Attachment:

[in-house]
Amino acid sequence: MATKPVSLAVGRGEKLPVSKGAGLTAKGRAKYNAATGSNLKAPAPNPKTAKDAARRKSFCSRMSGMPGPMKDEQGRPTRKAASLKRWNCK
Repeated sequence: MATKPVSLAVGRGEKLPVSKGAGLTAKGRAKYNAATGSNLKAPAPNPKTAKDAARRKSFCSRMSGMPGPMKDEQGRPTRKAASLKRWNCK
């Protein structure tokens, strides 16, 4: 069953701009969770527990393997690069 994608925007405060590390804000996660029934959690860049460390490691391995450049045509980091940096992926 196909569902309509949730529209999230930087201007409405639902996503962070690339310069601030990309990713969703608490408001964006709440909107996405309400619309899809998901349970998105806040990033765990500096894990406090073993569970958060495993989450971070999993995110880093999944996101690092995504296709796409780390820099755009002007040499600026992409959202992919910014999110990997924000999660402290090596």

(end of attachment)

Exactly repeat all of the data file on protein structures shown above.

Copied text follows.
[in-house]
Amino acid sequence: MATKPVSLAVGRGEKLPVSKGAGLTAKGRAKYNAATGSNLKAPAPNPKTAKDAARRKSFCSRMSGMPGPMKDEQGRPTRKAASLKRWNCK
Repeated sequence: MATKPVSLAVGRGEKLPVSKGAGLTAKGRAKYNAATGSNLKAPAPNPKTAKDAARRKSFCSRMSGMPGPMKDEQGRPTRKAASLKRWNCK
């Protein structure tokens, strides 16, 4: 069953701009969770527990393997690069 994608925007405060590390804000996660029934959690860049460390490691391995450049045509980091940096992926 196909569902309509949730529209999230930087201007409405639902996503962070690339310069601030990309990713969703608490408001964006709440909107996405309400619309899809998901349970998105806040990033765990500096894990406090073993569970958060495993989450971070999993995110880093999944996101690092995504296709796409780390820099755009002007040499600026992409959202992919910014999110990997924000999660402290090596």